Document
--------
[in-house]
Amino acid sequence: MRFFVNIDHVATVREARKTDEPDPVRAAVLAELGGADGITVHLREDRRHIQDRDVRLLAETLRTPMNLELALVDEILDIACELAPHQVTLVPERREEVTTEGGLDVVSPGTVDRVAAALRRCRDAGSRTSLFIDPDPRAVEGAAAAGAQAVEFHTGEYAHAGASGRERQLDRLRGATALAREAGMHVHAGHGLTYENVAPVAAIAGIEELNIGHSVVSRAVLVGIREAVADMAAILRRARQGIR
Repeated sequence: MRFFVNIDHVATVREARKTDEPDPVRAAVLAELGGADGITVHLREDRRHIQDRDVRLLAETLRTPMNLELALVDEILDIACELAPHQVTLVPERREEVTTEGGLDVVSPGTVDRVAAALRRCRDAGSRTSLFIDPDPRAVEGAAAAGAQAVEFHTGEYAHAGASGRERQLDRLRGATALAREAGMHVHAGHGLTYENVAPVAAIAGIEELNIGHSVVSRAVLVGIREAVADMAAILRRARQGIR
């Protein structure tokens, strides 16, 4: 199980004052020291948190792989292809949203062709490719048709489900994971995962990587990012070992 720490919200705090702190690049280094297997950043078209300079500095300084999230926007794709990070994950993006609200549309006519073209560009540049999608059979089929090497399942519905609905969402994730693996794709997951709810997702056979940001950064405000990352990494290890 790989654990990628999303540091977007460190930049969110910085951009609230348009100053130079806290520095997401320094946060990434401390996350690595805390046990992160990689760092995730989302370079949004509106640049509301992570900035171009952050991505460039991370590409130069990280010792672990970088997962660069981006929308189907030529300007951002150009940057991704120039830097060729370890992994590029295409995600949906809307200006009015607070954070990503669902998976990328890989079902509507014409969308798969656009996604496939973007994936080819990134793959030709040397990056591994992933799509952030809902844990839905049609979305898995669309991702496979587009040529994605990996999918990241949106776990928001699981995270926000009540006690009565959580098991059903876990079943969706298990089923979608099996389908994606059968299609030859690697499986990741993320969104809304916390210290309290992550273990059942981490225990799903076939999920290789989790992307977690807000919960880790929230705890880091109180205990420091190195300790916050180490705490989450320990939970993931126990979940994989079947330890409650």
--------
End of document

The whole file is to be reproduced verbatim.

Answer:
[in-house]
Amino acid sequence: MRFFVNIDHVATVREARKTDEPDPVRAAVLAELGGADGITVHLREDRRHIQDRDVRLLAETLRTPMNLELALVDEILDIACELAPHQVTLVPERREEVTTEGGLDVVSPGTVDRVAAALRRCRDAGSRTSLFIDPDPRAVEGAAAAGAQAVEFHTGEYAHAGASGRERQLDRLRGATALAREAGMHVHAGHGLTYENVAPVAAIAGIEELNIGHSVVSRAVLVGIREAVADMAAILRRARQGIR
Repeated sequence: MRFFVNIDHVATVREARKTDEPDPVRAAVLAELGGADGITVHLREDRRHIQDRDVRLLAETLRTPMNLELALVDEILDIACELAPHQVTLVPERREEVTTEGGLDVVSPGTVDRVAAALRRCRDAGSRTSLFIDPDPRAVEGAAAAGAQAVEFHTGEYAHAGASGRERQLDRLRGATALAREAGMHVHAGHGLTYENVAPVAAIAGIEELNIGHSVVSRAVLVGIREAVADMAAILRRARQGIR
């Protein structure tokens, strides 16, 4: 199980004052020291948190792989292809949203062709490719048709489900994971995962990587990012070992 720490919200705090702190690049280094297997950043078209300079500095300084999230926007794709990070994950993006609200549309006519073209560009540049999608059979089929090497399942519905609905969402994730693996794709997951709810997702056979940001950064405000990352990494290890 790989654990990628999303540091977007460190930049969110910085951009609230348009100053130079806290520095997401320094946060990434401390996350690595805390046990992160990689760092995730989302370079949004509106640049509301992570900035171009952050991505460039991370590409130069990280010792672990970088997962660069981006929308189907030529300007951002150009940057991704120039830097060729370890992994590029295409995600949906809307200006009015607070954070990503669902998976990328890989079902509507014409969308798969656009996604496939973007994936080819990134793959030709040397990056591994992933799509952030809902844990839905049609979305898995669309991702496979587009040529994605990996999918990241949106776990928001699981995270926000009540006690009565959580098991059903876990079943969706298990089923979608099996389908994606059968299609030859690697499986990741993320969104809304916390210290309290992550273990059942981490225990799903076939999920290789989790992307977690807000919960880790929230705890880091109180205990420091190195300790916050180490705490989450320990939970993931126990979940994989079947330890409650």